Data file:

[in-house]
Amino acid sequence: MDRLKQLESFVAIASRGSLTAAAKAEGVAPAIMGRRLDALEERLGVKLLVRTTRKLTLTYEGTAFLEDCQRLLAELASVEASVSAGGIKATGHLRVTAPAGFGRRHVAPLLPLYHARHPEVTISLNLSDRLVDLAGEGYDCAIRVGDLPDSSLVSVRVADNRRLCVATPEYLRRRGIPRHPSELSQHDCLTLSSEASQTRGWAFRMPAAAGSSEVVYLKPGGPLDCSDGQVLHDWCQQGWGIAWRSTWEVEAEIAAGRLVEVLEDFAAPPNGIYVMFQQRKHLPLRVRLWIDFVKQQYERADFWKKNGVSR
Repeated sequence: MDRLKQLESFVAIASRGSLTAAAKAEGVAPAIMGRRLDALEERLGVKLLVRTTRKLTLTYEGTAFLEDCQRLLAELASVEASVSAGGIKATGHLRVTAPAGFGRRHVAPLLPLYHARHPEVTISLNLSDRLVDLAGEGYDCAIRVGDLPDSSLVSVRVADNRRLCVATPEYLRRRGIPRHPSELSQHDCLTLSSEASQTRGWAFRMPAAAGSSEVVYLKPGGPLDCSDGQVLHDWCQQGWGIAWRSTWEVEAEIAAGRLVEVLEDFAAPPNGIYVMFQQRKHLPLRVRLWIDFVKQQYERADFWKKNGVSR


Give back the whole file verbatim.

[in-house]
Amino acid sequence: MDRLKQLESFVAIASRGSLTAAAKAEGVAPAIMGRRLDALEERLGVKLLVRTTRKLTLTYEGTAFLEDCQRLLAELASVEASVSAGGIKATGHLRVTAPAGFGRRHVAPLLPLYHARHPEVTISLNLSDRLVDLAGEGYDCAIRVGDLPDSSLVSVRVADNRRLCVATPEYLRRRGIPRHPSELSQHDCLTLSSEASQTRGWAFRMPAAAGSSEVVYLKPGGPLDCSDGQVLHDWCQQGWGIAWRSTWEVEAEIAAGRLVEVLEDFAAPPNGIYVMFQQRKHLPLRVRLWIDFVKQQYERADFWKKNGVSR
Repeated sequence: MDRLKQLESFVAIASRGSLTAAAKAEGVAPAIMGRRLDALEERLGVKLLVRTTRKLTLTYEGTAFLEDCQRLLAELASVEASVSAGGIKATGHLRVTAPAGFGRRHVAPLLPLYHARHPEVTISLNLSDRLVDLAGEGYDCAIRVGDLPDSSLVSVRVADNRRLCVATPEYLRRRGIPRHPSELSQHDCLTLSSEASQTRGWAFRMPAAAGSSEVVYLKPGGPLDCSDGQVLHDWCQQGWGIAWRSTWEVEAEIAAGRLVEVLEDFAAPPNGIYVMFQQRKHLPLRVRLWIDFVKQQYERADFWKKNGVSR